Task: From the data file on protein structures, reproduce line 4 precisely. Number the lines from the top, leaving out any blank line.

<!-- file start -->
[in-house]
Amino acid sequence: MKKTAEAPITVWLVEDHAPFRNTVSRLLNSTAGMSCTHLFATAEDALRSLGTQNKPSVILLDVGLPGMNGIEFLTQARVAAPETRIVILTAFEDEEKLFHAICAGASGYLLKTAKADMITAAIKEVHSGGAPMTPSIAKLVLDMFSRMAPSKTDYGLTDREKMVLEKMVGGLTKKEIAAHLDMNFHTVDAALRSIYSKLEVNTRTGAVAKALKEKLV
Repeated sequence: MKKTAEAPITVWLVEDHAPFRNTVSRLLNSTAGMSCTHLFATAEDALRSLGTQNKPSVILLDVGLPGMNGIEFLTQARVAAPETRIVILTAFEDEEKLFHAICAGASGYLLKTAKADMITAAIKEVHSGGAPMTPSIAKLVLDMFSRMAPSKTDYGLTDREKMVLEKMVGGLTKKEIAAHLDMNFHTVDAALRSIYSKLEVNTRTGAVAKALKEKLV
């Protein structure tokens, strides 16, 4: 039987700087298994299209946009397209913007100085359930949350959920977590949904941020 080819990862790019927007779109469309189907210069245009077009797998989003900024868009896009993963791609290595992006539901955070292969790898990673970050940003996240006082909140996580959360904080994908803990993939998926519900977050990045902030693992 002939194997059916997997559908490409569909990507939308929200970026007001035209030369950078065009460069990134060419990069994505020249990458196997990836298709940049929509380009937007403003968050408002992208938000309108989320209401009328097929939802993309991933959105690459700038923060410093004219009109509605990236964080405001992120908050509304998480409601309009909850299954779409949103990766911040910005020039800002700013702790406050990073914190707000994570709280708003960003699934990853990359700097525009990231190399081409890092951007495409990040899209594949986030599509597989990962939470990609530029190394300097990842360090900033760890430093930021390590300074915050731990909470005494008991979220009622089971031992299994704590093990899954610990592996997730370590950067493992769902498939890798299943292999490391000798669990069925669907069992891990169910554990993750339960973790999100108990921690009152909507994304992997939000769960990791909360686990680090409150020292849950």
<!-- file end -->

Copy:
């Protein structure tokens, strides 16, 4: 039987700087298994299209946009397209913007100085359930949350959920977590949904941020 080819990862790019927007779109469309189907210069245009077009797998989003900024868009896009993963791609290595992006539901955070292969790898990673970050940003996240006082909140996580959360904080994908803990993939998926519900977050990045902030693992 002939194997059916997997559908490409569909990507939308929200970026007001035209030369950078065009460069990134060419990069994505020249990458196997990836298709940049929509380009937007403003968050408002992208938000309108989320209401009328097929939802993309991933959105690459700038923060410093004219009109509605990236964080405001992120908050509304998480409601309009909850299954779409949103990766911040910005020039800002700013702790406050990073914190707000994570709280708003960003699934990853990359700097525009990231190399081409890092951007495409990040899209594949986030599509597989990962939470990609530029190394300097990842360090900033760890430093930021390590300074915050731990909470005494008991979220009622089971031992299994704590093990899954610990592996997730370590950067493992769902498939890798299943292999490391000798669990069925669907069992891990169910554990993750339960973790999100108990921690009152909507994304992997939000769960990791909360686990680090409150020292849950």